Substantial Recovery for Teen's Death Despite Med Mal Limitations
Jane Doe was an energetic, ambitious 17-year-old. Before seeking the medical treatment that caused her death, Jane had tried out for her middle school volleyball team, taken professional voice lessons, roller-skated, done hip-hop dancing, and volunteer work for a local rugby club. Despite all of these extra-curricular activities she managed to finish high school early and go straight into the work force. She did suffer from shortness of breath upon exertion, which her parents attributed to asthma, which had been her diagnosis since elementary school.
Because of her continued shortness of breath Jane sought more medical treatment. The doctors correctly determined that Jane had a congenital heart defect, a hole between her left and right atriums.
Tragically and inexplicably the doctors overlooked a second more critical congenital heart defect, by which her oxygenated blood returned to her right atrium instead of her left.
The hole in the heart actually was the body's way of correcting the circulation defect. When the surgeons closed the hole without first redirecting the oxygenated blood, Jane died instantly.
Because Jane was so young with no dependents, the medical malpractice caps severely limited the recovery for this clear malpractice. The defendants sought to limit recovery even more through the additional limitations that come into play when medical providers offer to arbitrate a case.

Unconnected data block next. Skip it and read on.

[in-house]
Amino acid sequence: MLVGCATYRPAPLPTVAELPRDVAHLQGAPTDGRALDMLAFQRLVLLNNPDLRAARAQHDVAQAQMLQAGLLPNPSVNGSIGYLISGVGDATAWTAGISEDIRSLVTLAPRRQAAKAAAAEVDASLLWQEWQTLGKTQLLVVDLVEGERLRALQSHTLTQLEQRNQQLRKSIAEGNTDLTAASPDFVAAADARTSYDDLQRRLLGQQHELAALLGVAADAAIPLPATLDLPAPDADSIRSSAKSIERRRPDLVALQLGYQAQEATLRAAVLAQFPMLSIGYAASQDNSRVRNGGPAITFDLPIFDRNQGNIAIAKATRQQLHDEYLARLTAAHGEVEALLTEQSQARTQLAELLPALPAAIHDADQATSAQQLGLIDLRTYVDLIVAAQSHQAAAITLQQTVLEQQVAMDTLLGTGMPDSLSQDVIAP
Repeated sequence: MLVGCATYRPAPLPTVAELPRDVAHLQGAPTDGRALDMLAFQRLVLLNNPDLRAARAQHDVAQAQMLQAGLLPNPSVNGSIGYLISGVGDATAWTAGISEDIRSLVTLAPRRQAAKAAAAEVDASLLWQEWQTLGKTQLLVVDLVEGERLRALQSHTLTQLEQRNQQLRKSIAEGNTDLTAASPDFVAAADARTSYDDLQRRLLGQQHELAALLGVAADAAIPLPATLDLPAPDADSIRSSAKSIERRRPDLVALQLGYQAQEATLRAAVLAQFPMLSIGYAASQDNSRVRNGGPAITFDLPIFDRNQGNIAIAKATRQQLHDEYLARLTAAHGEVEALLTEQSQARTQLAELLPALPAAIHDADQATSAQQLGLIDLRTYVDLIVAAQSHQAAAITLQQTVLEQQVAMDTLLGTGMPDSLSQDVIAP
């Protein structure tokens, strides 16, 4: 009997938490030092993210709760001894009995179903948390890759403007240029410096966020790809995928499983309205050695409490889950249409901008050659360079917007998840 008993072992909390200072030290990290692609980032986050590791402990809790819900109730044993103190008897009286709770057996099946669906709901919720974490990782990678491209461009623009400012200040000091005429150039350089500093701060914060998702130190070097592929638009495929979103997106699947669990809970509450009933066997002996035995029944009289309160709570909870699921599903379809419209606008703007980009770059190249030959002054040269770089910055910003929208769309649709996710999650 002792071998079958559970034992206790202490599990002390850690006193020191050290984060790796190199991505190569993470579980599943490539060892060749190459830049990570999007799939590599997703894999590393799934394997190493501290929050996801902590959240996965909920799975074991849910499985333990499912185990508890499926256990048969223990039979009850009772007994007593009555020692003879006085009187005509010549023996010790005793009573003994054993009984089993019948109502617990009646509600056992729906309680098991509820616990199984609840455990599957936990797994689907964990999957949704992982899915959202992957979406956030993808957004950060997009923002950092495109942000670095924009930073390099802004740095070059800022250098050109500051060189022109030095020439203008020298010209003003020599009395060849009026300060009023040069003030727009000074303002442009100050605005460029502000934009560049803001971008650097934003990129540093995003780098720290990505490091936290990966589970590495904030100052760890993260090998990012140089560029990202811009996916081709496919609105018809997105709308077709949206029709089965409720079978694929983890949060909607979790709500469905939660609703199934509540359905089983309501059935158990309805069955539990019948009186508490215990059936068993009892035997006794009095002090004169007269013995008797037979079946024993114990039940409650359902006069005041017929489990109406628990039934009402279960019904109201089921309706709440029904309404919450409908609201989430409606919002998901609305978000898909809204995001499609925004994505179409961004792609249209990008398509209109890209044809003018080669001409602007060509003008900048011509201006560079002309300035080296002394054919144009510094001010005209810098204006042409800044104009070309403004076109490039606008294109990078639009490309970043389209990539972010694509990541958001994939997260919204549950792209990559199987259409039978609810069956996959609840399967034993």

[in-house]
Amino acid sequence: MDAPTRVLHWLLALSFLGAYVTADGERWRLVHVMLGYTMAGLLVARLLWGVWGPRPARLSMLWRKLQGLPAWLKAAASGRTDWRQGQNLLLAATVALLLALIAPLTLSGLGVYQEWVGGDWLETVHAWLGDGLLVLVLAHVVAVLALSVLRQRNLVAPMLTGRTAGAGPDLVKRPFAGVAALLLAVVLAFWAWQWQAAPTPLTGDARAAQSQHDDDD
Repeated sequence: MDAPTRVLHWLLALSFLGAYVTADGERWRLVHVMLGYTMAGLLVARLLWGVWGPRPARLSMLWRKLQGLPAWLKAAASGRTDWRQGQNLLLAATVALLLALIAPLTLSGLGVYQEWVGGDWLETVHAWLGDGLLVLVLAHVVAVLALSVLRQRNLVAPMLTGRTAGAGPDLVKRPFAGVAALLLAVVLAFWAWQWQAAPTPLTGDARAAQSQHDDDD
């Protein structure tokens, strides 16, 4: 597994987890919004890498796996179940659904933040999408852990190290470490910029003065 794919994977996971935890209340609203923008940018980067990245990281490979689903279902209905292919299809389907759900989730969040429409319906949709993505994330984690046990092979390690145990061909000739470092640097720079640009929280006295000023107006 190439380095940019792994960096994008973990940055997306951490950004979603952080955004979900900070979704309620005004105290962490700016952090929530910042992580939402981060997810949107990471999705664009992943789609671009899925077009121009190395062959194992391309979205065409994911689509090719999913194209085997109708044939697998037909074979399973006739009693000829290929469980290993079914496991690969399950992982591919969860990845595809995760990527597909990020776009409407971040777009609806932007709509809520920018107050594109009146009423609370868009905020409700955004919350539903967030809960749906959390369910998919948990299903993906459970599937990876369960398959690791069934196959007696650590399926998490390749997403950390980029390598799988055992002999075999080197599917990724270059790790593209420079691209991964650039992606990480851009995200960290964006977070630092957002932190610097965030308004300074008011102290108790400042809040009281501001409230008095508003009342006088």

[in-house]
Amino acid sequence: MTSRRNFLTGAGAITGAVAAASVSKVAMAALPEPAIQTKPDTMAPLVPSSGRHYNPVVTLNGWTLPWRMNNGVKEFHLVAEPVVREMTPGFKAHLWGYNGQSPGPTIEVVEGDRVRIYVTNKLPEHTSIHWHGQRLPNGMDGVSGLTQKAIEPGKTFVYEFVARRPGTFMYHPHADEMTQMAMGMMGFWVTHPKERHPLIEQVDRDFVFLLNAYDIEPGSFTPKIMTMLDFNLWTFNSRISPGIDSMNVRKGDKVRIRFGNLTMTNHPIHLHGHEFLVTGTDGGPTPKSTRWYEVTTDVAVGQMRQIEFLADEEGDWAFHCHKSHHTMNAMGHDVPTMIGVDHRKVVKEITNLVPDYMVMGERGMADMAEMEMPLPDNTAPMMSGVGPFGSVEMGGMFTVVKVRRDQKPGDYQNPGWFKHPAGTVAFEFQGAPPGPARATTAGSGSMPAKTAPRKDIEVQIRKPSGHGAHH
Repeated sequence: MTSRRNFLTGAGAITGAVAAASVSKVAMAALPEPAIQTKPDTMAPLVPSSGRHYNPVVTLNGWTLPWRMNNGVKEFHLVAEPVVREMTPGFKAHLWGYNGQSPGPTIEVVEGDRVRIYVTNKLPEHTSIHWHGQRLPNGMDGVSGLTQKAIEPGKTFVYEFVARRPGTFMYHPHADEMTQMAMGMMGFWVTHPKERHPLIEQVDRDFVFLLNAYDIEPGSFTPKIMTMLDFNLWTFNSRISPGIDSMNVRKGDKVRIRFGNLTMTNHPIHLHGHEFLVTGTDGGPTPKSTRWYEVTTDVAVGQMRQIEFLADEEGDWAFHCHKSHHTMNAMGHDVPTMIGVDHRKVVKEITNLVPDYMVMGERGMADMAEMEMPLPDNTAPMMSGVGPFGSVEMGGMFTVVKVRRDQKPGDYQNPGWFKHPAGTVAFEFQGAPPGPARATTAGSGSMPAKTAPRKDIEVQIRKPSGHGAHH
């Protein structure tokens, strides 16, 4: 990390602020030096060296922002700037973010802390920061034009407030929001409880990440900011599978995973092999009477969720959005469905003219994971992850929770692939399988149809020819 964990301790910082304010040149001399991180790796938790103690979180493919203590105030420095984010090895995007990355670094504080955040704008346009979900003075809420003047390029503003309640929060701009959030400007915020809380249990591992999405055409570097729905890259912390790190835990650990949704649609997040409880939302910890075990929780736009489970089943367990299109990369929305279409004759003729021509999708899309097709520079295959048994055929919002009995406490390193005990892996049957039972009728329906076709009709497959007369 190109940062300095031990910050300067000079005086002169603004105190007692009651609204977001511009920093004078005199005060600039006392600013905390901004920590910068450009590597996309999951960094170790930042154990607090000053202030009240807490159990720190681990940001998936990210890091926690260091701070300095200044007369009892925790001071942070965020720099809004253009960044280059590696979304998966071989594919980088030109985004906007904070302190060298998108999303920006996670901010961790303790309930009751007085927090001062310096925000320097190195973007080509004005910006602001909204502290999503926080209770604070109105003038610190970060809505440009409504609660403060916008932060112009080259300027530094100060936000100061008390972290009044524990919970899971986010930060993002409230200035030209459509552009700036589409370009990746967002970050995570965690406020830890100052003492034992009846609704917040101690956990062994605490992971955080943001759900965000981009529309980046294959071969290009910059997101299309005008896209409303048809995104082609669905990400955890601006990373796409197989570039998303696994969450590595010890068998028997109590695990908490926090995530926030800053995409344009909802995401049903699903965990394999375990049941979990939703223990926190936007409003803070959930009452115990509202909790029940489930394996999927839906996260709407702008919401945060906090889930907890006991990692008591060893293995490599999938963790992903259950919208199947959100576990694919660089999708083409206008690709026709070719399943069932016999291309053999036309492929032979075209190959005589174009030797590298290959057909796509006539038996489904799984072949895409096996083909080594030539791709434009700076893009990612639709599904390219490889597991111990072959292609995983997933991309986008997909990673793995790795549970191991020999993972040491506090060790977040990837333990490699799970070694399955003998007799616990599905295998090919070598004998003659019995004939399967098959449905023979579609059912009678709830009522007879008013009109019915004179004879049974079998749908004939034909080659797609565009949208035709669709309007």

After careful analysis of the law as it applied during the relevant time, Pajcic & Pajcic concluded that they could maximize the recovery by Jane's parents by taking the unusual action of accepting arbitration of the case against the hospital (where liability was problematic) and refusing arbitration against the doctors (even though that would require proof of negligence).
In the arbitration proceedings Pajcic & Pajcic argued that language in the arbitration statute regarding economic damages actually enhanced the potential recovery in a case like Jane's. The case against the hospital resolved at mediation before arbitration.
In the circuit court case, one group of doctors offered their insurance limits when timely demanded in accordance with the bad faith provisions of the medical malpractice statutes. A second group of doctors settled at mediation.
While Jane's parents will never get over the loss of their precious daughter and will never understand why the Florida legislature has enacted so many limitations on recovery in a case like hers, they appreciate that the hospital and doctors could not so easily wash their hands of Jane's death.